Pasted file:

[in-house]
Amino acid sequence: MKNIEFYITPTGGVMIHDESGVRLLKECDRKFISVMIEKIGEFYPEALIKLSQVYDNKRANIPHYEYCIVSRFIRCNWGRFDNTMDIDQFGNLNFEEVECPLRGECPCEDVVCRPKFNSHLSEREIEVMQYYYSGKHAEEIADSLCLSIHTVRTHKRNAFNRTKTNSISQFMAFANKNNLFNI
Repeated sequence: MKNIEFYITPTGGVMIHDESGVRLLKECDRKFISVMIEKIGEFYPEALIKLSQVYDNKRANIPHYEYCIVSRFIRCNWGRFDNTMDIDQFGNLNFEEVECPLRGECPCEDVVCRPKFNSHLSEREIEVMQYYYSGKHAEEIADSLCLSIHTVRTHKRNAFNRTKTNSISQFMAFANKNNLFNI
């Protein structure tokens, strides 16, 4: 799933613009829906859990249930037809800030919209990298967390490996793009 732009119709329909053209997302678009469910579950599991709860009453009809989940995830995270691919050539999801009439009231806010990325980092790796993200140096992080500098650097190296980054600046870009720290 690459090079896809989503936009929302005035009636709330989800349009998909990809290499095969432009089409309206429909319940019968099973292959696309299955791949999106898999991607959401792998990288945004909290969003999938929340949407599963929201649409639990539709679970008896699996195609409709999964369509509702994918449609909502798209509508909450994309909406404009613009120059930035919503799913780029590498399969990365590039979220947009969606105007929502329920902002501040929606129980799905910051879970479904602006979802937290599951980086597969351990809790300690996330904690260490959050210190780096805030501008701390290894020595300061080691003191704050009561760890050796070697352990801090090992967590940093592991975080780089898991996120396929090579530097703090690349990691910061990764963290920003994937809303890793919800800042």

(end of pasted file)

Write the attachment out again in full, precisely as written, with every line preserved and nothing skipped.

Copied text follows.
[in-house]
Amino acid sequence: MKNIEFYITPTGGVMIHDESGVRLLKECDRKFISVMIEKIGEFYPEALIKLSQVYDNKRANIPHYEYCIVSRFIRCNWGRFDNTMDIDQFGNLNFEEVECPLRGECPCEDVVCRPKFNSHLSEREIEVMQYYYSGKHAEEIADSLCLSIHTVRTHKRNAFNRTKTNSISQFMAFANKNNLFNI
Repeated sequence: MKNIEFYITPTGGVMIHDESGVRLLKECDRKFISVMIEKIGEFYPEALIKLSQVYDNKRANIPHYEYCIVSRFIRCNWGRFDNTMDIDQFGNLNFEEVECPLRGECPCEDVVCRPKFNSHLSEREIEVMQYYYSGKHAEEIADSLCLSIHTVRTHKRNAFNRTKTNSISQFMAFANKNNLFNI
């Protein structure tokens, strides 16, 4: 799933613009829906859990249930037809800030919209990298967390490996793009 732009119709329909053209997302678009469910579950599991709860009453009809989940995830995270691919050539999801009439009231806010990325980092790796993200140096992080500098650097190296980054600046870009720290 690459090079896809989503936009929302005035009636709330989800349009998909990809290499095969432009089409309206429909319940019968099973292959696309299955791949999106898999991607959401792998990288945004909290969003999938929340949407599963929201649409639990539709679970008896699996195609409709999964369509509702994918449609909502798209509508909450994309909406404009613009120059930035919503799913780029590498399969990365590039979220947009969606105007929502329920902002501040929606129980799905910051879970479904602006979802937290599951980086597969351990809790300690996330904690260490959050210190780096805030501008701390290894020595300061080691003191704050009561760890050796070697352990801090090992967590940093592991975080780089898991996120396929090579530097703090690349990691910061990764963290920003994937809303890793919800800042």